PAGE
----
Sirolimus-eluting stent implantation for bare-metal in-stent restenosis: Is there any evidence for a late catch-up phenomenon?

Imad Sheiban, Amedeo Chiribiri, Stefano Galli, Giuseppe Biondi-Zoccai, Piero Montorsi, Serena Beninati, Franco Fabbiocchi, Claudio Moretti, Pierluigi Omedè, Daniela Trabattoni, Marzia Lotrionte, Gian Paolo Trevi, Antonio L. Bartorelli

Research output: Contribution to journalArticlepeer-review


Objectives: In-stent restenosis occurs not infrequently after intracoronary implantation of bare-metal stents. Many techniques have been proposed for the treatment of in-stent restenosis, but drug-eluting stents seem to provide the best early and mid-term results. We aimed to appraise whether the effectiveness of drug-eluting stents for in-stent restenosis is maintained even in the long term. METHODS: Participants in this prospective multicenter study were patients with in-stent restenosis treated with sirolimus-eluting stents. The primary endpoint was freedom from major adverse cardiovascular events (i.e. death, nonfatal myocardial infarction, target vessel revascularization, or stent thrombosis) in the long term (≥24 months), with 6-month angiography planned for all patients. RESULTS: A total of 271 consecutive patients were enrolled (332 sirolimus-eluting stents). Procedural success was obtained in all patients, with no case of in-hospital death, acute/subacute stent thrombosis, stroke, or urgent coronary bypass. Survival free from major cardiovascular events decreased progressively from 98.8% at 1 month, to 95.7, 83.7, 75.4, and 65.8% at 6, 12, 24, and 30 months, respectively. A similar attrition in freedom from repeat target vessel was found from 97.6% at 6 months to 76.7% at 30 months. A total of four possible and one definite stent thromboses (2.6%) were noted, all occurring several months after clopidogrel discontinuation and in patients on life-long aspirin. CONCLUSION: The present study supports the mid-term safety and effectiveness of sirolimus-eluting stents for the treatment of in-stent restenosis in comparison with the other available treatments. Whether the late catch-up phenomenon observed in repeat target revascularization and stent thrombosis is an incidental finding deserves further rigorous scrutiny.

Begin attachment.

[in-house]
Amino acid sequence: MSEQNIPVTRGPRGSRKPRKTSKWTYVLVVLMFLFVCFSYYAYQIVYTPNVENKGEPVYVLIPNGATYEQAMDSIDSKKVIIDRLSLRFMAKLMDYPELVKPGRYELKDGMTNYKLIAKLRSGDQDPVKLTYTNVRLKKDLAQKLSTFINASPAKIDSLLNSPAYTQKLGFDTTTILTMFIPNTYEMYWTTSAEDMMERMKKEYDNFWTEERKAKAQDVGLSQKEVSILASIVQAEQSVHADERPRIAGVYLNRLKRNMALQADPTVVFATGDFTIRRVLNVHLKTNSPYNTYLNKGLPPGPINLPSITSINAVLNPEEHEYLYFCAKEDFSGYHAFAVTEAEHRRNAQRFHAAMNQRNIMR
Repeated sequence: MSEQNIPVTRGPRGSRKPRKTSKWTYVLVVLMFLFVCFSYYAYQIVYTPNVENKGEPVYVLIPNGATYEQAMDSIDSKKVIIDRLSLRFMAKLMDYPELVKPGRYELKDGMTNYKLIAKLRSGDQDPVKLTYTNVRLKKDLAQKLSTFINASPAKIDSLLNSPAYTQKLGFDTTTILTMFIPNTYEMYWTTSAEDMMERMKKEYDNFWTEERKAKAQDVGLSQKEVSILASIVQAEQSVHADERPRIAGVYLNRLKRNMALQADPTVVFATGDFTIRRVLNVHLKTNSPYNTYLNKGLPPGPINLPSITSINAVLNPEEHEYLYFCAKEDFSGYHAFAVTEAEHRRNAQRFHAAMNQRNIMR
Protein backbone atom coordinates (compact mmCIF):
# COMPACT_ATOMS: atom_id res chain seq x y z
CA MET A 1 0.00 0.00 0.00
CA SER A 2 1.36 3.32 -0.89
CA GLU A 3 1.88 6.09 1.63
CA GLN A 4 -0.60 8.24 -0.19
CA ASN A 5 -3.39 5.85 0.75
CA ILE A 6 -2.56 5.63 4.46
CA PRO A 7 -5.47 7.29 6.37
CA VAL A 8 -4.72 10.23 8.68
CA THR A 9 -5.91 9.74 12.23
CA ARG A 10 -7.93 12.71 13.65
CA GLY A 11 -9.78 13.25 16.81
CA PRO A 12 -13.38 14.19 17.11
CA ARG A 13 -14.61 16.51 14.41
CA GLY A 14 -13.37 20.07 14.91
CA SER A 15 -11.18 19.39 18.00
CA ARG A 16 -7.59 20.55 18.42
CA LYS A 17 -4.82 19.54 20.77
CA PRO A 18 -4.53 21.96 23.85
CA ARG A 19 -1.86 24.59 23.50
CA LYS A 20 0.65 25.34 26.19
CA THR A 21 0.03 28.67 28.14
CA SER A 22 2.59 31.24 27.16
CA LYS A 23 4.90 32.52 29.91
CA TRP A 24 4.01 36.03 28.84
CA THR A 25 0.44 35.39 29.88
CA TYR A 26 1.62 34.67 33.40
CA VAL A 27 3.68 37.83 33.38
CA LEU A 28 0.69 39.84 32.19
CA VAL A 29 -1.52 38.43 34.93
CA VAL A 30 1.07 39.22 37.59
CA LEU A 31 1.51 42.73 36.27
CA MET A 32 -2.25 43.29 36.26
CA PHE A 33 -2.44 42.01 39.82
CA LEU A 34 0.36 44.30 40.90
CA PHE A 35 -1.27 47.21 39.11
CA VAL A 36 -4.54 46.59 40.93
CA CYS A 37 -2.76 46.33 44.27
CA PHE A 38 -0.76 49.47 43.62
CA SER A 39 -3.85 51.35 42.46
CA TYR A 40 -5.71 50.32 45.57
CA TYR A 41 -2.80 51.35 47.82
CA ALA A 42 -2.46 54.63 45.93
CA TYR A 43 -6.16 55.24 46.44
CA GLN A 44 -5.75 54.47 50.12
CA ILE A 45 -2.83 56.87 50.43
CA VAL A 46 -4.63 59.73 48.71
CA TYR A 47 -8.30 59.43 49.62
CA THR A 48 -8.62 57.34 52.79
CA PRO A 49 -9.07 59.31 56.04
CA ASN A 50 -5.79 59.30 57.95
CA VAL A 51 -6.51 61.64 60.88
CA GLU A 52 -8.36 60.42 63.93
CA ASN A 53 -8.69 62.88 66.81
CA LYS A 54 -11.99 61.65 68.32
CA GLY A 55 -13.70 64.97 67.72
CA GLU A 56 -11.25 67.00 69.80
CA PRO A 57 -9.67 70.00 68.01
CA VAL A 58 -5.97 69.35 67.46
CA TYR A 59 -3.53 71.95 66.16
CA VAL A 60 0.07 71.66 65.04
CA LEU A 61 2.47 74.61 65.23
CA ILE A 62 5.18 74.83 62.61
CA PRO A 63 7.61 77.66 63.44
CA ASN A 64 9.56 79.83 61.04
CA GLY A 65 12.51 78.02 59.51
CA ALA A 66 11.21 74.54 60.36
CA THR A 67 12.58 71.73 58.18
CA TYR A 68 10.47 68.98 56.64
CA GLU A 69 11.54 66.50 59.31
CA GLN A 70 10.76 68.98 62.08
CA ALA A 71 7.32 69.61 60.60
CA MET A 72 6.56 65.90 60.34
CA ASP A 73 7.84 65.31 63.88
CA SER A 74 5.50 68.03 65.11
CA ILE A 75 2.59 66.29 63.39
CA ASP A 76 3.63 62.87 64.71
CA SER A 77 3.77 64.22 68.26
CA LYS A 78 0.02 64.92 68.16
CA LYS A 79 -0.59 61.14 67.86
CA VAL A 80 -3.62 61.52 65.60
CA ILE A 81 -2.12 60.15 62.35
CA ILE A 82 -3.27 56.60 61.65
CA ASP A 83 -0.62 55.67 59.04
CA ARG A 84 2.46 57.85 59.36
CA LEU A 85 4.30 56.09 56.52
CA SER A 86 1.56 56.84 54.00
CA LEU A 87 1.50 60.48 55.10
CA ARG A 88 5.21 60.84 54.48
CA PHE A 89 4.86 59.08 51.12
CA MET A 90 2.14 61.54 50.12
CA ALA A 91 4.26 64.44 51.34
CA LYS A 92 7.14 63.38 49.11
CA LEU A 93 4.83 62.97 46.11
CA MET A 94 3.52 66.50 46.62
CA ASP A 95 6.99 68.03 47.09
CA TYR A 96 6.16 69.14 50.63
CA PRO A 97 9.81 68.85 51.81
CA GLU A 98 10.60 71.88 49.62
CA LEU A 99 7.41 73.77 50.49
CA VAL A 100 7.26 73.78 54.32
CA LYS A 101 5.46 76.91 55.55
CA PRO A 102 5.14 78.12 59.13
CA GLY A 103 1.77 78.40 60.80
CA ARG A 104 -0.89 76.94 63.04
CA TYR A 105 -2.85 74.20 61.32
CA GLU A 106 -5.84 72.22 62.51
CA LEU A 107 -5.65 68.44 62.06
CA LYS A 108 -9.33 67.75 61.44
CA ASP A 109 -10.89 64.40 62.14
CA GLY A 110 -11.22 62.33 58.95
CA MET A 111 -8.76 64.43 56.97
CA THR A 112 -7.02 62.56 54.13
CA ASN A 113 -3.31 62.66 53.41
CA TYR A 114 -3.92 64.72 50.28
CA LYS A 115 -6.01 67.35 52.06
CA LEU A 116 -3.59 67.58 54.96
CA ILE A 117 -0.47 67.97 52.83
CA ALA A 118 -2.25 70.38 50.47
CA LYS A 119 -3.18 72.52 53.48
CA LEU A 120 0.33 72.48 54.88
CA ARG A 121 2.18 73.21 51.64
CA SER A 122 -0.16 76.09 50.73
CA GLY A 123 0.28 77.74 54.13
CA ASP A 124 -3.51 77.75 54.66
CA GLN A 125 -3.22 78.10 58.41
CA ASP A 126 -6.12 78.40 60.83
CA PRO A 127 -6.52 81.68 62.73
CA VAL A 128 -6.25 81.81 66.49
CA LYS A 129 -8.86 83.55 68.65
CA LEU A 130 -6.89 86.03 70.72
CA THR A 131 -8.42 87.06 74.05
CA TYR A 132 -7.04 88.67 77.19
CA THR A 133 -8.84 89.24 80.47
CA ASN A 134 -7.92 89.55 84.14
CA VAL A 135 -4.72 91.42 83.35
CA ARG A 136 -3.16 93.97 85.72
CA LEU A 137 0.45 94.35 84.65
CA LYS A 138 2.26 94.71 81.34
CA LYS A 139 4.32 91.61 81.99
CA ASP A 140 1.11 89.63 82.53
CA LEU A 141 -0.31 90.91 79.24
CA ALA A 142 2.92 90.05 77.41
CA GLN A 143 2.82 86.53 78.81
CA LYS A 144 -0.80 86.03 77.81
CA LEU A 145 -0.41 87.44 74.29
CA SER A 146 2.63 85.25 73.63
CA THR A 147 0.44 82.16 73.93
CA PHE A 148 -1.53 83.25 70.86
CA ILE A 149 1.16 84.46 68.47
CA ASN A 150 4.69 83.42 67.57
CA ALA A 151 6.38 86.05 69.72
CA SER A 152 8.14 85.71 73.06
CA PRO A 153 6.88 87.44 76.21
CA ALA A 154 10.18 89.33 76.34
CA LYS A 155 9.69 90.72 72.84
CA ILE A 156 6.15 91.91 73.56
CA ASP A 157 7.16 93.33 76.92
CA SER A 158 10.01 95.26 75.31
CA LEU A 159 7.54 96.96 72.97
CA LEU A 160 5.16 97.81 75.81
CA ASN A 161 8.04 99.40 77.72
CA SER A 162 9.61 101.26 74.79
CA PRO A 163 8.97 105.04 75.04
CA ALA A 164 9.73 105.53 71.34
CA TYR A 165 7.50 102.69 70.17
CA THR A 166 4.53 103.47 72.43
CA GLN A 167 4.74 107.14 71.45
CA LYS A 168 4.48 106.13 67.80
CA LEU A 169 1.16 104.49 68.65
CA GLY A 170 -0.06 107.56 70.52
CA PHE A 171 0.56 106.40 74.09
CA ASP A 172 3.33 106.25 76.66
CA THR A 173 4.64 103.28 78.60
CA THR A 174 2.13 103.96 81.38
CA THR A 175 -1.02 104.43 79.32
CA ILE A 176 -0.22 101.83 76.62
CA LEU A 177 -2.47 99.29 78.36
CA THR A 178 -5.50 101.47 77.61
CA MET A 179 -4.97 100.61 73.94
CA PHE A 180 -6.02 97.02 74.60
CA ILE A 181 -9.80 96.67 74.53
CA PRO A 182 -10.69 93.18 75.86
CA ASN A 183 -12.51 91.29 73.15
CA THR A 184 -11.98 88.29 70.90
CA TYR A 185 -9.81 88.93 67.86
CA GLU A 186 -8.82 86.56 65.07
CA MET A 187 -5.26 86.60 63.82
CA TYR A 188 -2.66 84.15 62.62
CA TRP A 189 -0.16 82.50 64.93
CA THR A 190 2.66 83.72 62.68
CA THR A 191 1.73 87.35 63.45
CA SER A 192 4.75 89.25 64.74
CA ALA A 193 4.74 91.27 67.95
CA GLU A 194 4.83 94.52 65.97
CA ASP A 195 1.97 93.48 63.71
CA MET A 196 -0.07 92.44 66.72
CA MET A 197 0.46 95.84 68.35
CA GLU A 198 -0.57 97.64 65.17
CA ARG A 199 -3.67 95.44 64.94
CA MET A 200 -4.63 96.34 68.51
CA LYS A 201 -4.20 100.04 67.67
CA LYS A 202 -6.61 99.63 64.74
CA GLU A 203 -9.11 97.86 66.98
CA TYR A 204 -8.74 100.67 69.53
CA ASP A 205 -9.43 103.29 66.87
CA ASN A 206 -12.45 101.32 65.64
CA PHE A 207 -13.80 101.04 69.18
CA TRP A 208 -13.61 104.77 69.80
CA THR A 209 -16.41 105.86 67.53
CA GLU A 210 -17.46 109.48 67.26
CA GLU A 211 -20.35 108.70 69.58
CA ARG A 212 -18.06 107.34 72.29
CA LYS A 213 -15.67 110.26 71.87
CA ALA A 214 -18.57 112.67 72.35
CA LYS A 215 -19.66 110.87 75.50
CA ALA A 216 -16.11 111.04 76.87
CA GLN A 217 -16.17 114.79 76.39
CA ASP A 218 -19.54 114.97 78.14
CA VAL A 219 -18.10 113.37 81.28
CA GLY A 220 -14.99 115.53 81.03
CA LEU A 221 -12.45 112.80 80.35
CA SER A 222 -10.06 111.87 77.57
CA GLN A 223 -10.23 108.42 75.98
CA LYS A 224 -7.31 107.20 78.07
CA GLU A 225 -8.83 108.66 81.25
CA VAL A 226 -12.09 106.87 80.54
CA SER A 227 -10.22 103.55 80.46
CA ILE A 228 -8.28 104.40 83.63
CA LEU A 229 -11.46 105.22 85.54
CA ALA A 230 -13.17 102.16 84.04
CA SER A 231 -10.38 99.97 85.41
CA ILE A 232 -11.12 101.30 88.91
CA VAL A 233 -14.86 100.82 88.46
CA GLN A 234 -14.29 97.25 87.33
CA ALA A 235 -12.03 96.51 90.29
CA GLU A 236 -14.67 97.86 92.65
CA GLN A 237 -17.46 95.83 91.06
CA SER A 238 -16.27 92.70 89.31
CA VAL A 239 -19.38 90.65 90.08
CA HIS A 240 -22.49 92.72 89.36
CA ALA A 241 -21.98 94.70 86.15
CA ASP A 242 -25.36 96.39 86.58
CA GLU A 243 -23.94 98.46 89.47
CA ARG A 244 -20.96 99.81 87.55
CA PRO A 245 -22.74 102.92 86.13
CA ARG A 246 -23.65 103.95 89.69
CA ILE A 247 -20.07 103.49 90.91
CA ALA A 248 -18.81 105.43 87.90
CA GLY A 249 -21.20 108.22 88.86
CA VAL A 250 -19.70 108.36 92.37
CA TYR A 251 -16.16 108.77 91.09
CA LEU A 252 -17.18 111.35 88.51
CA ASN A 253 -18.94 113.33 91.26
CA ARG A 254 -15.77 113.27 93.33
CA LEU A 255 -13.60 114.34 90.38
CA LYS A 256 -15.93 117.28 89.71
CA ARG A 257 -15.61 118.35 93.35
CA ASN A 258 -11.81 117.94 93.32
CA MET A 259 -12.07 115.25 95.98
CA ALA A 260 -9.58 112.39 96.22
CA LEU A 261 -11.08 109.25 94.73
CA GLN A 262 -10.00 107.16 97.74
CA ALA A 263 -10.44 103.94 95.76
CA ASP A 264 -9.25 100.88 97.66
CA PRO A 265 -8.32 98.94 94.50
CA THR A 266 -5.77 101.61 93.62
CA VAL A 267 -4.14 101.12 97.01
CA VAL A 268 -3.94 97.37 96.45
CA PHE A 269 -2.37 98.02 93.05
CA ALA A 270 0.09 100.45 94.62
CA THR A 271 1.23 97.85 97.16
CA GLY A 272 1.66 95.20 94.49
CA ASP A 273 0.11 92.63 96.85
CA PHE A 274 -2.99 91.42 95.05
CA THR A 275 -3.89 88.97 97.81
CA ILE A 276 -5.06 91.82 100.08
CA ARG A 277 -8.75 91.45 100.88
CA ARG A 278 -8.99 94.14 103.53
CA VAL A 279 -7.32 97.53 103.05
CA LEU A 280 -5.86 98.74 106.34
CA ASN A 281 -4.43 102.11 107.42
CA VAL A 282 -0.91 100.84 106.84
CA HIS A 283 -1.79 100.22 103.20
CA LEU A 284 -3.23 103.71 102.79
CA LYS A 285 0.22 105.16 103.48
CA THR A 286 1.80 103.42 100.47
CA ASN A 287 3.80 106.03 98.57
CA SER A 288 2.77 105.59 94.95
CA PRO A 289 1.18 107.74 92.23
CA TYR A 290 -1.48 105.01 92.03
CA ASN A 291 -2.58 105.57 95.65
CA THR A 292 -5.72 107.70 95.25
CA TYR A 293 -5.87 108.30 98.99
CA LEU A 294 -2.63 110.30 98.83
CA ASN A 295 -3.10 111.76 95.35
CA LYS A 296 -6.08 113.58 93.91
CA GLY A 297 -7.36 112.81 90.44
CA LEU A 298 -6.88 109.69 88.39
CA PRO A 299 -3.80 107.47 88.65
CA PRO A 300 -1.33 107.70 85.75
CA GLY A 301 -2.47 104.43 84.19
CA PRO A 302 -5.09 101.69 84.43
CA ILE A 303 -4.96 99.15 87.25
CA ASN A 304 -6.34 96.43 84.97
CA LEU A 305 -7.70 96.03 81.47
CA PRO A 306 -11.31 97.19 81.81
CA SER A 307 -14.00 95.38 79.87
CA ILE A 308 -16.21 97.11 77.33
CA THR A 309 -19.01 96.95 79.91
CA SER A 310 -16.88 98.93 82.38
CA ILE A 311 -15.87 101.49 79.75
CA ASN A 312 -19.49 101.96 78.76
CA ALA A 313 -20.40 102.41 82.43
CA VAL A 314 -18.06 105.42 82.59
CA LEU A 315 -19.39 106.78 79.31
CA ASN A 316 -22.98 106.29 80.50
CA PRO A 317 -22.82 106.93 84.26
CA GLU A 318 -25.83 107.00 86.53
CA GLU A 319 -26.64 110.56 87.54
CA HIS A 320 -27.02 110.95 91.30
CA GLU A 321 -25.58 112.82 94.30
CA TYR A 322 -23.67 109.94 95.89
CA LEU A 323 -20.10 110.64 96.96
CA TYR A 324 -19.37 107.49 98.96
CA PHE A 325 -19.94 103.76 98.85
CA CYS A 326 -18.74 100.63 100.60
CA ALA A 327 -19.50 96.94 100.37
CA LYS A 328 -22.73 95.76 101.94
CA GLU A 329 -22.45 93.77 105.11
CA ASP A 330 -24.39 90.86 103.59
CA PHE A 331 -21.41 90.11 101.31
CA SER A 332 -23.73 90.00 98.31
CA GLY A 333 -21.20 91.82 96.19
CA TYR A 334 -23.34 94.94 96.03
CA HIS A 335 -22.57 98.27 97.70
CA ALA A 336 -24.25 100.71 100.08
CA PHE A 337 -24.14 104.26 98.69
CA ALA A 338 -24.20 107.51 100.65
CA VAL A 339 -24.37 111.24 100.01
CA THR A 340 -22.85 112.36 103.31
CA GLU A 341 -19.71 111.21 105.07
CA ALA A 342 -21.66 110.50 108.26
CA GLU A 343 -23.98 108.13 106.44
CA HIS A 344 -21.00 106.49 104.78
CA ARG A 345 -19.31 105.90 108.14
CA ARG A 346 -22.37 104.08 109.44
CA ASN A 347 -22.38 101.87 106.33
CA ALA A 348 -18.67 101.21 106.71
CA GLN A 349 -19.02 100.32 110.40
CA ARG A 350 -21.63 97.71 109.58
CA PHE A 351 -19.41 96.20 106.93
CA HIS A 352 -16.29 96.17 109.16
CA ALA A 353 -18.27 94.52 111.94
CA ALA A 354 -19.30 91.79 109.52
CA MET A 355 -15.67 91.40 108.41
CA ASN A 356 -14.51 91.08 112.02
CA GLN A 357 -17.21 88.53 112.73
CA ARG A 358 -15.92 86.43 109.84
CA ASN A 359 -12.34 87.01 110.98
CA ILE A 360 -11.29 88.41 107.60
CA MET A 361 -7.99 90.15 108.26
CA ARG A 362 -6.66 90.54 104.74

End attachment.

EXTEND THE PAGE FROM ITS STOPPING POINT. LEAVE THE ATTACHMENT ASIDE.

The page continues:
Original languageEnglish
Pages (from-to)783-788
Number of pages6
JournalJournal of Cardiovascular Medicine
Issue number8
Publication statusPublished - Aug 2008


  • Coronary artery disease
  • In-stent restenosis
  • Percutaneous coronary intervention
  • Sirolimus-eluting stent

ASJC Scopus subject areas

  • Cardiology and Cardiovascular Medicine


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